On April 1, 2022, the Los Angeles County Superior Court granted summary judgment in favor of the plaintiff in Crest v. Padilla, a case challenging the constitutionality of Section 301.4 of the California Corporations Code, a statute requiring certain publicly traded companies headquartered in California to include members from underrepresented communities on their boards of directors. The statute also authorized the imposition of fines for violations and required companies to file board diversity information annually with the California Secretary of State. However, the State thus far has not adopted regulations to actually implement these fines.
The Court found that the statute violated the equal protection clause in California’s constitution as it treated “similarly situated individuals – qualified potential board members – differently” because of racial, sexual orientation, and gender identity classifications without proving a compelling government interest. The California Secretary of State may appeal the ruling.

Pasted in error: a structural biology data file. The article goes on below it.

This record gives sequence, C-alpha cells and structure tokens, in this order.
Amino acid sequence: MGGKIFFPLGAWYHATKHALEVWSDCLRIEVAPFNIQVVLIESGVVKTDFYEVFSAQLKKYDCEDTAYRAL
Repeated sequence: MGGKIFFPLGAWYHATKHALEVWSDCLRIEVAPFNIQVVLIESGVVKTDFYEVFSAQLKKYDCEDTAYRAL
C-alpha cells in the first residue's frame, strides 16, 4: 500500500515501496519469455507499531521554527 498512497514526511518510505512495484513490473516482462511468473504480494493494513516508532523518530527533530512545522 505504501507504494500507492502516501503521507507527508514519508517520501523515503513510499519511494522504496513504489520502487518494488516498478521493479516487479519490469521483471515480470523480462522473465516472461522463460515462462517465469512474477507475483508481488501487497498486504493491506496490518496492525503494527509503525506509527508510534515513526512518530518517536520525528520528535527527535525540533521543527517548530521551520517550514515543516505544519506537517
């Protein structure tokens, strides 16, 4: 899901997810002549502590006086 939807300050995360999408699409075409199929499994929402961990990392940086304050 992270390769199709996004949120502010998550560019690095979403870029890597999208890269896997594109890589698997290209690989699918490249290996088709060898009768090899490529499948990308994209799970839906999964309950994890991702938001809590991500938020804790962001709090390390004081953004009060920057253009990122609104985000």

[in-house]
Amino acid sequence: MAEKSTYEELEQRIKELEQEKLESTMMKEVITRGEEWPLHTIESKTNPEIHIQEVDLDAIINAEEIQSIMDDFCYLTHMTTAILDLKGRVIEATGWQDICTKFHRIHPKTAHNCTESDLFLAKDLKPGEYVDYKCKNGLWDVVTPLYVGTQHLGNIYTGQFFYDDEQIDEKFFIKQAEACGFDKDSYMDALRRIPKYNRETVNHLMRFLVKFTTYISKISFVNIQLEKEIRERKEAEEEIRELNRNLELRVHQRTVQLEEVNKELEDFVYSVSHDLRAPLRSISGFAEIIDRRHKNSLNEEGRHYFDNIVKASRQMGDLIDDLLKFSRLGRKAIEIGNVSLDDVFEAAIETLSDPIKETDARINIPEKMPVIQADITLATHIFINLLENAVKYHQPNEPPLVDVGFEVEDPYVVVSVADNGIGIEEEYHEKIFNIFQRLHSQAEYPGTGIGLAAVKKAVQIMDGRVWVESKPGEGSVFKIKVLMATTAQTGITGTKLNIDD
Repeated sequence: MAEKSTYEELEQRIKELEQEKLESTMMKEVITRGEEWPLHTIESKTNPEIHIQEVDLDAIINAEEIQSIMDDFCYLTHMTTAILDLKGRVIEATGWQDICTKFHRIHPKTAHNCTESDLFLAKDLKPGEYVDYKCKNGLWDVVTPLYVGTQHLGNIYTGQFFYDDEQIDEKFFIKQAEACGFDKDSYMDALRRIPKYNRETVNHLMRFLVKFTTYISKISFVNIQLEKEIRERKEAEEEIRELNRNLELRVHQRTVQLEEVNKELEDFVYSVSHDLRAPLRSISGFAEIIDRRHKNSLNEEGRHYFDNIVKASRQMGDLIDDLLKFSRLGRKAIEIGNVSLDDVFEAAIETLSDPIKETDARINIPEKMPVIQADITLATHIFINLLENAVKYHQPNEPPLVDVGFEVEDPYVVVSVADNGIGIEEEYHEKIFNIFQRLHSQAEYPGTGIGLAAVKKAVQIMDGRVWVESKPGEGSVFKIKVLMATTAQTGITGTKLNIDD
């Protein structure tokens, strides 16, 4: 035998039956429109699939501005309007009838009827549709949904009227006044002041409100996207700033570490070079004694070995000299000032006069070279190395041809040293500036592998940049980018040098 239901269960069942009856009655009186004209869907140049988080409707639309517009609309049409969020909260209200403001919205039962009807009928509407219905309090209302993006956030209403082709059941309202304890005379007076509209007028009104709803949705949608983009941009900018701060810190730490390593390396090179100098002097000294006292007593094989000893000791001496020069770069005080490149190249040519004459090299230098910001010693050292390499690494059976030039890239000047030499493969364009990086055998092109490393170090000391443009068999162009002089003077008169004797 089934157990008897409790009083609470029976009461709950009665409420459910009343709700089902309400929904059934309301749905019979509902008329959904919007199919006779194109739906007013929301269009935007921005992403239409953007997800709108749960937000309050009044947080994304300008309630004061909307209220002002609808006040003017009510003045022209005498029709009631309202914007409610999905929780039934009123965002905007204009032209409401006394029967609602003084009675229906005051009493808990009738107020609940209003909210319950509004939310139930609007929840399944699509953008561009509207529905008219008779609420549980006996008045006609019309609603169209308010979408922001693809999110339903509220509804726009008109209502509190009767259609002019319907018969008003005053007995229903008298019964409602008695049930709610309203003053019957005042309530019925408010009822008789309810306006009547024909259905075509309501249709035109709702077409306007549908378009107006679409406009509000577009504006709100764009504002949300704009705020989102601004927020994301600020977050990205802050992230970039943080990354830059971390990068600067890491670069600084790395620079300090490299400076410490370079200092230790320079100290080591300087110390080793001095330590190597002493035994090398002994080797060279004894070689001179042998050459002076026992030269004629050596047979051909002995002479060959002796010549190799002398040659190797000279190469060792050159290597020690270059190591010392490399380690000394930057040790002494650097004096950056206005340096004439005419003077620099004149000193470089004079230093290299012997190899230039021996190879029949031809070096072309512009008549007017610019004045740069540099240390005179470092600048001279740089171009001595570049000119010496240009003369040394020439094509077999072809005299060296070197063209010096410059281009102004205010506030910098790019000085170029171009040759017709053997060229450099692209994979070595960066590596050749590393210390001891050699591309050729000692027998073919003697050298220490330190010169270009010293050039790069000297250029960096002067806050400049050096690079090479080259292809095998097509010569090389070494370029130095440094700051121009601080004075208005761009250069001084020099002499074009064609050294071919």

Regardless of the future of this particular statute, pressure to diversify corporate boards is expected to continue to grow. Institutional investors, shareholders and other stakeholders have expressed concerns in recent years about a stark lack of diversity on corporate boards and the need for clear disclosure regarding board diversity. So, regardless of the outcome of any appeal in this case, publicly traded companies should continue their efforts to diversify their boards. In August 2021, the U.S. Securities and Exchange Commission approved Nasdaq rules requiring companies to either meet certain minimum targets for the gender and ethnic makeup of their boards or to explain publicly why they do not. Also, beginning in August 2022, Nasdaq-traded companies will be required to have either disclosed self-identified board diversity characteristics in a board diversity matrix in their proxy statement or on their websites..